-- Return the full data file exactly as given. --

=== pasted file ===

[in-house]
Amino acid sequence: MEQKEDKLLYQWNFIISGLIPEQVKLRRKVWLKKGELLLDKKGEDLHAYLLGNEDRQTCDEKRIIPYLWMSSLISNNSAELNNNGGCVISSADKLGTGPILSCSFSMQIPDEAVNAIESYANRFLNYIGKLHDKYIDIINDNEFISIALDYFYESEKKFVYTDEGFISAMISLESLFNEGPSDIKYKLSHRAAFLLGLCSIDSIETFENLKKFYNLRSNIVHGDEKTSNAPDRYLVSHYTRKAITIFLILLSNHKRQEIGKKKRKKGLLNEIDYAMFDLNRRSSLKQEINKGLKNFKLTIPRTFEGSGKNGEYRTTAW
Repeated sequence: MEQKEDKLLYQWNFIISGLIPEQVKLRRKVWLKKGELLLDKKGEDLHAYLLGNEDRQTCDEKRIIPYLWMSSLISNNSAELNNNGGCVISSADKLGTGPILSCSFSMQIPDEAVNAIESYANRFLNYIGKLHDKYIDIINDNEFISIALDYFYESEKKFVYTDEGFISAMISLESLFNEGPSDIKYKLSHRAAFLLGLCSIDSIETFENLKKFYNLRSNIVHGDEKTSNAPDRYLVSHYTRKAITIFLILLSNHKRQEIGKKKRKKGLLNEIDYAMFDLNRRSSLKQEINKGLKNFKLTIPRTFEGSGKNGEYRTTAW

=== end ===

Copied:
[in-house]
Amino acid sequence: MEQKEDKLLYQWNFIISGLIPEQVKLRRKVWLKKGELLLDKKGEDLHAYLLGNEDRQTCDEKRIIPYLWMSSLISNNSAELNNNGGCVISSADKLGTGPILSCSFSMQIPDEAVNAIESYANRFLNYIGKLHDKYIDIINDNEFISIALDYFYESEKKFVYTDEGFISAMISLESLFNEGPSDIKYKLSHRAAFLLGLCSIDSIETFENLKKFYNLRSNIVHGDEKTSNAPDRYLVSHYTRKAITIFLILLSNHKRQEIGKKKRKKGLLNEIDYAMFDLNRRSSLKQEINKGLKNFKLTIPRTFEGSGKNGEYRTTAW
Repeated sequence: MEQKEDKLLYQWNFIISGLIPEQVKLRRKVWLKKGELLLDKKGEDLHAYLLGNEDRQTCDEKRIIPYLWMSSLISNNSAELNNNGGCVISSADKLGTGPILSCSFSMQIPDEAVNAIESYANRFLNYIGKLHDKYIDIINDNEFISIALDYFYESEKKFVYTDEGFISAMISLESLFNEGPSDIKYKLSHRAAFLLGLCSIDSIETFENLKKFYNLRSNIVHGDEKTSNAPDRYLVSHYTRKAITIFLILLSNHKRQEIGKKKRKKGLLNEIDYAMFDLNRRSSLKQEINKGLKNFKLTIPRTFEGSGKNGEYRTTAW